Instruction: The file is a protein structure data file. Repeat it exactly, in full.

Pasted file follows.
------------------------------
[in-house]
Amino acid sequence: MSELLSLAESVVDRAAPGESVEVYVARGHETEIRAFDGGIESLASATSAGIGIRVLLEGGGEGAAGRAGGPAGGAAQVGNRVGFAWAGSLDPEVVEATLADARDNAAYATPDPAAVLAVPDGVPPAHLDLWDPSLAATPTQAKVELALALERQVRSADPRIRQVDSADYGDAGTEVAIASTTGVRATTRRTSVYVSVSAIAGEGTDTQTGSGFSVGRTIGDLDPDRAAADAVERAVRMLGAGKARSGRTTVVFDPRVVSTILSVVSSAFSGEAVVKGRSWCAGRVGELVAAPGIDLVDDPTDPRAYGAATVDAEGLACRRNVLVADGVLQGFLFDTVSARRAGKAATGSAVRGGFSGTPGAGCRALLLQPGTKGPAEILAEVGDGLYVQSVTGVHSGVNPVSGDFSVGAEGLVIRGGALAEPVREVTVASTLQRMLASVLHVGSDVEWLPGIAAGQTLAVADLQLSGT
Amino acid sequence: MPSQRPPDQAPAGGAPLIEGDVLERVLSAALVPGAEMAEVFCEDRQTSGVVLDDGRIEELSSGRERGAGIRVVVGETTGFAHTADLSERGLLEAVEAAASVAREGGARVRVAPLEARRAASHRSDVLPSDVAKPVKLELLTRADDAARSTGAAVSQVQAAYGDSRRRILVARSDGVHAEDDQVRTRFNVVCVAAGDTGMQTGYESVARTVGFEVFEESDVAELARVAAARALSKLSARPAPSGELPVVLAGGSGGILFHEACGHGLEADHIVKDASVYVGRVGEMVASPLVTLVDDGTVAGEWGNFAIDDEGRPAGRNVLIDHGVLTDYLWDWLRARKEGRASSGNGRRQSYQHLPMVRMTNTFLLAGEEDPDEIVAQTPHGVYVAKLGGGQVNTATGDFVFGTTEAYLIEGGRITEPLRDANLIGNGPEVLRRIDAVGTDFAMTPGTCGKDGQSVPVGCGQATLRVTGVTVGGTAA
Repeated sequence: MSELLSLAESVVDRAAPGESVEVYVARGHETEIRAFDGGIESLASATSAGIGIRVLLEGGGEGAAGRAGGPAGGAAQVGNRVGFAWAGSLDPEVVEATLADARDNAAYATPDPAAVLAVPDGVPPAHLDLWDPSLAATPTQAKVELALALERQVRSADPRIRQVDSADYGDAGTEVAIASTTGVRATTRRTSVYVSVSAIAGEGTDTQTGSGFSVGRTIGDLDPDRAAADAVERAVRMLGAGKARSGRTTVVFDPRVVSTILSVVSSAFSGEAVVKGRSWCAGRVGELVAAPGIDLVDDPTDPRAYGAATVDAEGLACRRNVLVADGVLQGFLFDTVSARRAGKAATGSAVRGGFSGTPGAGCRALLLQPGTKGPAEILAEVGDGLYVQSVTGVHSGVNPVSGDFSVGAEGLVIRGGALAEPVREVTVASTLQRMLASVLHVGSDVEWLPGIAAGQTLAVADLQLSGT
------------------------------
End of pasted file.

[in-house]
Amino acid sequence: MSELLSLAESVVDRAAPGESVEVYVARGHETEIRAFDGGIESLASATSAGIGIRVLLEGGGEGAAGRAGGPAGGAAQVGNRVGFAWAGSLDPEVVEATLADARDNAAYATPDPAAVLAVPDGVPPAHLDLWDPSLAATPTQAKVELALALERQVRSADPRIRQVDSADYGDAGTEVAIASTTGVRATTRRTSVYVSVSAIAGEGTDTQTGSGFSVGRTIGDLDPDRAAADAVERAVRMLGAGKARSGRTTVVFDPRVVSTILSVVSSAFSGEAVVKGRSWCAGRVGELVAAPGIDLVDDPTDPRAYGAATVDAEGLACRRNVLVADGVLQGFLFDTVSARRAGKAATGSAVRGGFSGTPGAGCRALLLQPGTKGPAEILAEVGDGLYVQSVTGVHSGVNPVSGDFSVGAEGLVIRGGALAEPVREVTVASTLQRMLASVLHVGSDVEWLPGIAAGQTLAVADLQLSGT
Amino acid sequence: MPSQRPPDQAPAGGAPLIEGDVLERVLSAALVPGAEMAEVFCEDRQTSGVVLDDGRIEELSSGRERGAGIRVVVGETTGFAHTADLSERGLLEAVEAAASVAREGGARVRVAPLEARRAASHRSDVLPSDVAKPVKLELLTRADDAARSTGAAVSQVQAAYGDSRRRILVARSDGVHAEDDQVRTRFNVVCVAAGDTGMQTGYESVARTVGFEVFEESDVAELARVAAARALSKLSARPAPSGELPVVLAGGSGGILFHEACGHGLEADHIVKDASVYVGRVGEMVASPLVTLVDDGTVAGEWGNFAIDDEGRPAGRNVLIDHGVLTDYLWDWLRARKEGRASSGNGRRQSYQHLPMVRMTNTFLLAGEEDPDEIVAQTPHGVYVAKLGGGQVNTATGDFVFGTTEAYLIEGGRITEPLRDANLIGNGPEVLRRIDAVGTDFAMTPGTCGKDGQSVPVGCGQATLRVTGVTVGGTAA
Repeated sequence: MSELLSLAESVVDRAAPGESVEVYVARGHETEIRAFDGGIESLASATSAGIGIRVLLEGGGEGAAGRAGGPAGGAAQVGNRVGFAWAGSLDPEVVEATLADARDNAAYATPDPAAVLAVPDGVPPAHLDLWDPSLAATPTQAKVELALALERQVRSADPRIRQVDSADYGDAGTEVAIASTTGVRATTRRTSVYVSVSAIAGEGTDTQTGSGFSVGRTIGDLDPDRAAADAVERAVRMLGAGKARSGRTTVVFDPRVVSTILSVVSSAFSGEAVVKGRSWCAGRVGELVAAPGIDLVDDPTDPRAYGAATVDAEGLACRRNVLVADGVLQGFLFDTVSARRAGKAATGSAVRGGFSGTPGAGCRALLLQPGTKGPAEILAEVGDGLYVQSVTGVHSGVNPVSGDFSVGAEGLVIRGGALAEPVREVTVASTLQRMLASVLHVGSDVEWLPGIAAGQTLAVADLQLSGT